MFG built many boats, including at least 16 sailboats: Sidewinder 16, Pheonix 18, Copperhead 14, Bandit 15 and 17, MFG 19, Cobra 23, Pintail 14, Whistler 11, Shark 20 catamaran, Ford 20, Whip 17, Challenger 10, Dingo 15, Redhead 17 and the Teal 16, pictured below.

The history of MFG (Molded Fiber Glass) is fascinating and closely parallels the development and improvement of molded fiberglass. The company, founded in Ohio by Robert S. Morrison. was the original contractor for the fiberglass body of General Motor's Chevrolet Corvette. Morrison had no interest in boats, but in the early 60s, fiberglass boats were becoming very popular and only a few people were buying Corvettes. The Anchor Boat division of MFG was founded in Union City, PA to produce small motorboats, many of which were sold by the Sears & Roebuck Company. According to Sailboat Data, the origins of the sail boat division are cloudy. Some of the first sailboats were built by Anchor Reinforced Plastics of Hazel Park, MI.   MFG also bought the Lasalle, Michigan-based Gibbs Boat company. For a time, MFG sailboats were sold under the name 'SailMFG.' There is still an MFG plant located in Conneauteville, PA, but I am not sure that it is still in operation or producing boats.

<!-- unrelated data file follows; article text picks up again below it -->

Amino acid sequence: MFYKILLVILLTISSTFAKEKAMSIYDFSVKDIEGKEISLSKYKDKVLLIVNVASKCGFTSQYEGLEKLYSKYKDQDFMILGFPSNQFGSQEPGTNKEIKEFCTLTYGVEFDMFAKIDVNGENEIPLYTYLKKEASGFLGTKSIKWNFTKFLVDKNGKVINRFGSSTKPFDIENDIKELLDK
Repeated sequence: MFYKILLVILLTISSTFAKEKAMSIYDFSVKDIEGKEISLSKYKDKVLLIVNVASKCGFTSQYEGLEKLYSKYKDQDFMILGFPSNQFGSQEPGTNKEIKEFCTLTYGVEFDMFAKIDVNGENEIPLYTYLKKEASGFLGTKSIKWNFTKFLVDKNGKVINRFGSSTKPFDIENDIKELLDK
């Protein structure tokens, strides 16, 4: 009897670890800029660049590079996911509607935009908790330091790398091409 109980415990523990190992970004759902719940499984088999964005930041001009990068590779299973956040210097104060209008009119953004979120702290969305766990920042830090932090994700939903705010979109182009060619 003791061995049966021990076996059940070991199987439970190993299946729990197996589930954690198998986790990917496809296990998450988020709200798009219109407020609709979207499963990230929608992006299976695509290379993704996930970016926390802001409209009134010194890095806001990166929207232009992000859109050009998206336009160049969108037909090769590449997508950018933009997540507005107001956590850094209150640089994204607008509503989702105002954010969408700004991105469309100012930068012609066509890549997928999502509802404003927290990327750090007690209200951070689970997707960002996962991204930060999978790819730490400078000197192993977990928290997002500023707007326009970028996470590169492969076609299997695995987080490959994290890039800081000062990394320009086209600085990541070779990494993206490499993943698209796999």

Carlton Ellis of DuPont was awarded a patent for polyester resin in 1936. The Germans furthered the manufacturing process of this early polyester by refining its curing process. Early in World War II, British Intelligence stole these secrets and turned them over to American firms. American Cyanamid produced the direct forerunner of today's polyester resin in 1942. This early polyester resin quickly ended up in a number of manufacturing hands. Owens-Corning had been experimenting with fiberglass cloth and resin combinations to create structural elements for airplanes. By 1942, the company was turning out fiberglass and polyester airplane parts for the war effort. Back in Toledo, Ray Greene, who had studied plastics while a student at Ohio State, had been working with Owens-Corning on fiberglass composites. He had made composite boats as early as 1937, but was searching for just the right plastic to use for boats. He received a shipment of the polyester resin in 1942 and produced a daysailer.